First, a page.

Advanced registration is required. The registration deadline is a week prior to the chosen workshop (May 14 for Girl Scouts, May 20 for Boy Scouts). There will be no registration taken at the door. There must be a minimum number of registrations to conduct the workshop; in the case of cancellation, refunds will be issued. 

To register, click here. Complete one form per Scout and leader. For more information, call 217/351-2567 or visit parkland.edu/planetarium

PRECS Funded For Three More Years

PRECS has been funded for another three-year cycle

A summer science experience for US community college students at Parkland College has received National Science Foundation funding for a new three-year cycle.

The 10-week PRECS program, or Phenotypic Plasticity Research Experience for Community College Students, will host 10 students for each summer during 2020-2022. During this new cycle, the student stipend has been increased to $6,000 for the 10-week program.

The program involves a boot camp at Parkland College in Champaign that prepares students for the research immersion at the University of Illinois at Urbana-Champaign. PRECS focuses on phenotypic plasticity, the phenomenon of a single genotype producing multiple phenotypes depending on environment, and includes research areas as diverse as the interaction between genotype and ozone pollution on maize, the effect of environmental stress on neuroanatomy, and the interactions of genes and environment on fish behavior. 

Originally funded by a three-year grant (#1559908/1559929) from the National Science Foundation, PRECS ran during the summers of 2017-2019. During this time, PRECS hosted a total of 32 students from across the country (IL, NJ, MA, MD, MO, CO, NC, PA, CA), including six Parkland students. PRECS participants have gone on to continue their academic career at their home community colleges and to transfer to four-year institutions. Two PRECS participants are currently pursuing graduate programs, according to Dr. Britt Carlson, program director and chemistry associate professor at Parkland.

"Many PRECS participants secured research positions after completing PRECS, and in three cases, these research positions were in their PRECS host labs," Carlson said. "Participants have attended national conferences and presented their research." Scientific posters created during PRECS for the IL Summer Research Symposium and videos of past participants can be found at https://spark.parkland.edu/precs_research/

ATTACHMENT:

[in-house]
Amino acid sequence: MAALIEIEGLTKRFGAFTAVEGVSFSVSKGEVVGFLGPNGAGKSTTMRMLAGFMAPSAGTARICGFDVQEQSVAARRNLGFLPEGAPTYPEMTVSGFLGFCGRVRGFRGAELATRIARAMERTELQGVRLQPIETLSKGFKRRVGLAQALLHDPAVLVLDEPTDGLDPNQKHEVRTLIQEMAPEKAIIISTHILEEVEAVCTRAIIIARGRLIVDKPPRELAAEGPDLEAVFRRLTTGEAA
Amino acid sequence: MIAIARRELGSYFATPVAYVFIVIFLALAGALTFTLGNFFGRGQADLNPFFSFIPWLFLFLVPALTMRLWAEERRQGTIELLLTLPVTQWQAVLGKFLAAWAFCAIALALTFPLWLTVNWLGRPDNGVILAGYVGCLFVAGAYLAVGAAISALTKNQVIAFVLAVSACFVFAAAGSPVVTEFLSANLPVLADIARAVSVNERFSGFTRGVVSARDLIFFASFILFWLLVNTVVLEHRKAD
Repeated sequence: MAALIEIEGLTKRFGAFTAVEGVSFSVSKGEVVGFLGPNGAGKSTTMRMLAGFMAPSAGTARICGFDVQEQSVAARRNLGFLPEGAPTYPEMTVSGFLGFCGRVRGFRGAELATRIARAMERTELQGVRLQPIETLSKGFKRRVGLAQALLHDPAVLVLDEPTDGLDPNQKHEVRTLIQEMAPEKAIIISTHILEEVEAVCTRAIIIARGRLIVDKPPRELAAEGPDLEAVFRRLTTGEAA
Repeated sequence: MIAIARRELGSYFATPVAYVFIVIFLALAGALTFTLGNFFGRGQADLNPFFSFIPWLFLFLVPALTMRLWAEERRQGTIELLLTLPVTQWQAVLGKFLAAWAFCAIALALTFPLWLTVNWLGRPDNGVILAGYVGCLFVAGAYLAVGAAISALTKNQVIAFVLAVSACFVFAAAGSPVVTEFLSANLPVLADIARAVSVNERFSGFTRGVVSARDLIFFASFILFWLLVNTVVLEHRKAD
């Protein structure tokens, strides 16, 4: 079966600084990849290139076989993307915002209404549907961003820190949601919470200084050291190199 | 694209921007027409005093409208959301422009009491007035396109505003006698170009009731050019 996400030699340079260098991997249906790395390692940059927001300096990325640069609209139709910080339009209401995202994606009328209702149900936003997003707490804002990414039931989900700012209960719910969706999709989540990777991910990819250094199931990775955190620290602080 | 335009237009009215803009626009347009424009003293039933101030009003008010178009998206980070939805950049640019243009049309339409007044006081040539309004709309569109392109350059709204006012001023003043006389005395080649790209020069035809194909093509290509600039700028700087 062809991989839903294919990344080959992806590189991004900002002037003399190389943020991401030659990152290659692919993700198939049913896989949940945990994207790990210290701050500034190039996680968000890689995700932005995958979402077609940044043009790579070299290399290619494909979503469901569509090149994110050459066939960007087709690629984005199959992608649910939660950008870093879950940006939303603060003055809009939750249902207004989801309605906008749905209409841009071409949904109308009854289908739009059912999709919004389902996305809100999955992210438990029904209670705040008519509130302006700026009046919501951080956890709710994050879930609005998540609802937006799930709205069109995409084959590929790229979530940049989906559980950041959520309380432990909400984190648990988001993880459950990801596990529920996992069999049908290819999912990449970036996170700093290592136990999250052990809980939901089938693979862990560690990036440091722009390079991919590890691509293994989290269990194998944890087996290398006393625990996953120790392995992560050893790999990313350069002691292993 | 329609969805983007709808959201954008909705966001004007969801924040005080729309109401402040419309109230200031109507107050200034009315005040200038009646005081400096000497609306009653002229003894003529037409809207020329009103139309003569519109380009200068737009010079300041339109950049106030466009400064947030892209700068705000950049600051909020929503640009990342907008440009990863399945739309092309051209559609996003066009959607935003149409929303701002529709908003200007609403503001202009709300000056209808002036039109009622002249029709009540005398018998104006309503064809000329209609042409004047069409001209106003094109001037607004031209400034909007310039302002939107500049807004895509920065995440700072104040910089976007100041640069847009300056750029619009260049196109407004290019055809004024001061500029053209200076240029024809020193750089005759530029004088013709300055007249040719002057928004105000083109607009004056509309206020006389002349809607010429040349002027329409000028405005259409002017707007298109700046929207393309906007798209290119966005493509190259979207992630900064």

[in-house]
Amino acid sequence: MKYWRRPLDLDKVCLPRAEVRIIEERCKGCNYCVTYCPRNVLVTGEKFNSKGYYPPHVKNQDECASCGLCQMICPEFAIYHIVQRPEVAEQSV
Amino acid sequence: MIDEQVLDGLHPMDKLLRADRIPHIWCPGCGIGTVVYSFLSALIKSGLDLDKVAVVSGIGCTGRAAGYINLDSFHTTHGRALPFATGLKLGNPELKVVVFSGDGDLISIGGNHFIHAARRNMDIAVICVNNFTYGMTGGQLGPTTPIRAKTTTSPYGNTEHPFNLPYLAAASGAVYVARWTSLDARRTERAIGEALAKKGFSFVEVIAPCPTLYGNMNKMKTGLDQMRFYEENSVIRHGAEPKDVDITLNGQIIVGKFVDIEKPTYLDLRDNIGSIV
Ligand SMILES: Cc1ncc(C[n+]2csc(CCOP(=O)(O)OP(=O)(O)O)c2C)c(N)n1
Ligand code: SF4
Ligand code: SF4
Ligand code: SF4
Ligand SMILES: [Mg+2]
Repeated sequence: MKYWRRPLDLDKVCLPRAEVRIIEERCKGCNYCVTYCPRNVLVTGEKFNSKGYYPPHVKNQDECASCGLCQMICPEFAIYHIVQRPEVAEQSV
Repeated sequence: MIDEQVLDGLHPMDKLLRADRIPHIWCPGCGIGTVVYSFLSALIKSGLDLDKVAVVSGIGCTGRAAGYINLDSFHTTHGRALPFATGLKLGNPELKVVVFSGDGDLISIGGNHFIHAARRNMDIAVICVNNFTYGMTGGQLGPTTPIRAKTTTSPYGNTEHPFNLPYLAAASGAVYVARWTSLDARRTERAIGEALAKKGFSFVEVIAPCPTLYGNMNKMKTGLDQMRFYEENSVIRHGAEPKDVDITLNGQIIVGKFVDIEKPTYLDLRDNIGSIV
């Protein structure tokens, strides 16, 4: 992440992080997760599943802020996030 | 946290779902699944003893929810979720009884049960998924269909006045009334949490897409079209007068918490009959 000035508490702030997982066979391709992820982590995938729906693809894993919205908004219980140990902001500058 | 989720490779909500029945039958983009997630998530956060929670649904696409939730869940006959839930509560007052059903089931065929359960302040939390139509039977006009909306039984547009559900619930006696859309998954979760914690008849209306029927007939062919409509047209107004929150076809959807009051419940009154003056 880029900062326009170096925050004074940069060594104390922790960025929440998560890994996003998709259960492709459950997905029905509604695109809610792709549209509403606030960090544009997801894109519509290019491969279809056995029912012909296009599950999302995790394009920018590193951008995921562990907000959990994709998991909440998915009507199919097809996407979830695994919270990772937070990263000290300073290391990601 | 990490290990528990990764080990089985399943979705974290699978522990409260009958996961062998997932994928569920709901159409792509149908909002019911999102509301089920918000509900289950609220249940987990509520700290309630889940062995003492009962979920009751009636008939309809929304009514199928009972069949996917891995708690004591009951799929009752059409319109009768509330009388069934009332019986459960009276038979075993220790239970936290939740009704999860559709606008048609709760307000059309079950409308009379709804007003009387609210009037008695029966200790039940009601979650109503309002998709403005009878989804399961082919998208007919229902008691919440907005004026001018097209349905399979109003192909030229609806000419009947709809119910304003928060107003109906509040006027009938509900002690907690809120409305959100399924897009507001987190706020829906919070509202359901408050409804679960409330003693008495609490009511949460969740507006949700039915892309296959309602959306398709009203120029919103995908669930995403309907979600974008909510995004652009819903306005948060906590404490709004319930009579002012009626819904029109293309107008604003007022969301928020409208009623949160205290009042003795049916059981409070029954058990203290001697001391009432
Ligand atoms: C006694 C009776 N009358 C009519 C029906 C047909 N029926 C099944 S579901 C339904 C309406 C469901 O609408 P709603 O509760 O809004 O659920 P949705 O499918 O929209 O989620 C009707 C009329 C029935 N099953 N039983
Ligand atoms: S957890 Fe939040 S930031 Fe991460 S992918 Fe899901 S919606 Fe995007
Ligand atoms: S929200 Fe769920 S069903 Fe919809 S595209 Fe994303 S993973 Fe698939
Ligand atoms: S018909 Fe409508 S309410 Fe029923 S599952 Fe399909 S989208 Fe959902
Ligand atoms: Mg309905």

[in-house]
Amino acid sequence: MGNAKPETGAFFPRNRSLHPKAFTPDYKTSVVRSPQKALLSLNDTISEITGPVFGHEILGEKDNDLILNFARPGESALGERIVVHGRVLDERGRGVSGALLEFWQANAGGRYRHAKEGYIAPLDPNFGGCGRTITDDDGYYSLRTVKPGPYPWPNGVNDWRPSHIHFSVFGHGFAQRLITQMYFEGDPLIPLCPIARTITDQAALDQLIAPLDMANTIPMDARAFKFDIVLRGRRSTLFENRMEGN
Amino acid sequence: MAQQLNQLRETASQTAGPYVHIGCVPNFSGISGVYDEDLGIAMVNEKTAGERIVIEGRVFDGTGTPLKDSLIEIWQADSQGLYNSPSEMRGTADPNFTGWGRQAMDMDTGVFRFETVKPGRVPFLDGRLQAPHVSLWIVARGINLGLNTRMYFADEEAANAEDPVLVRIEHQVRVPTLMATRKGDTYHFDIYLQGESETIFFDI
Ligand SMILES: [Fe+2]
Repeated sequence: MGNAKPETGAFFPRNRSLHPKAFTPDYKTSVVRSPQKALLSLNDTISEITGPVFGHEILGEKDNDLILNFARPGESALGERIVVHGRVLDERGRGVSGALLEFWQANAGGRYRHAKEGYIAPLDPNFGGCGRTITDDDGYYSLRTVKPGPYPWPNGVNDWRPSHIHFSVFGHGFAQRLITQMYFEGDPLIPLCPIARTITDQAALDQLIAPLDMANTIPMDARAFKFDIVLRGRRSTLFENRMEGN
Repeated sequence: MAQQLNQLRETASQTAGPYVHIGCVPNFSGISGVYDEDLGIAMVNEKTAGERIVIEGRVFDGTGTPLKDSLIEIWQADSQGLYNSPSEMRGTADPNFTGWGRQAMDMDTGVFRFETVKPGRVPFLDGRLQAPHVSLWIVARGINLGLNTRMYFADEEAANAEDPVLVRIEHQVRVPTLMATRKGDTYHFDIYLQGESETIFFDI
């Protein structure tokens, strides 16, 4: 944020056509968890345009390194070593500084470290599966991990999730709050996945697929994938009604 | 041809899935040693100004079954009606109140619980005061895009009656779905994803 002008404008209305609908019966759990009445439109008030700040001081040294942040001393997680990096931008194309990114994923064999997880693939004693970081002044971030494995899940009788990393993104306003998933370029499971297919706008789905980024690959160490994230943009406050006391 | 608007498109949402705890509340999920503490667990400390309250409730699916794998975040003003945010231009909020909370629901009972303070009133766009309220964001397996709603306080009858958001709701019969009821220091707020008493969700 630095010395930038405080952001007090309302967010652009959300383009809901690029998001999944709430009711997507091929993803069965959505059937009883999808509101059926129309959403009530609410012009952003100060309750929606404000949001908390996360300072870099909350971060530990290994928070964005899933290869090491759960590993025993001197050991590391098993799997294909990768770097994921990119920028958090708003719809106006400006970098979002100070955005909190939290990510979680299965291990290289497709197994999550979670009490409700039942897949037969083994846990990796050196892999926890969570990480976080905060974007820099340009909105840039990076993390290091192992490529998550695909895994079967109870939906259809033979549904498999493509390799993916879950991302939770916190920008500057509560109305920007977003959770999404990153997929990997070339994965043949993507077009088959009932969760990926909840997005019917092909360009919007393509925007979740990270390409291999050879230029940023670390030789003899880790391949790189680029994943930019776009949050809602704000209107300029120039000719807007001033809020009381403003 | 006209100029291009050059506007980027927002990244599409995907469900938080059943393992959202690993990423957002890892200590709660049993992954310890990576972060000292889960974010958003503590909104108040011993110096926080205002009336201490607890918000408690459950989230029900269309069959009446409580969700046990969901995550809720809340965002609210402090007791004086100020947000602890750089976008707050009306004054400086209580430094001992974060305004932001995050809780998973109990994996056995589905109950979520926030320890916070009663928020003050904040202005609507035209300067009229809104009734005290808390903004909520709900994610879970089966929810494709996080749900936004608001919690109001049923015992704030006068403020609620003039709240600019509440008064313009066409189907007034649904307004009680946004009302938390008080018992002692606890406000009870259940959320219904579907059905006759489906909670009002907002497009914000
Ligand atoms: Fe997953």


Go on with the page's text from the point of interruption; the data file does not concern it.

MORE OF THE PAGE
Parkland alum and PRECS 2017 student Elliot Ping said of the program, "The great thing about being there full-time is that you really have the opportunity to immerse yourself...You're really involved in everything and you're...getting the hands-on experience too."

PRECS is now accepting applications for Summer 2020; the deadline to participate is March 1. Eligible students: 

  • must be currently enrolled at a community college

  • must be US citizens or permanent residents

  • have completed General Biology I and General Chemistry I (preferred)

Underrepresented groups are encouraged to apply. Preferred students will earn a $6,000 stipend. Housing/food allowances, as well as travel allowances (if needed) are also available. Application materials and more information are available at https://lnkd.in/eg4q_Wi.

As advice to students considering whether or not to apply, Kat Cortez of PRECS 2019 says, "Don't hesitate because you learn so much about yourself and your ability. You're capable of so much more than you think you are. And I think that's what this experience taught me."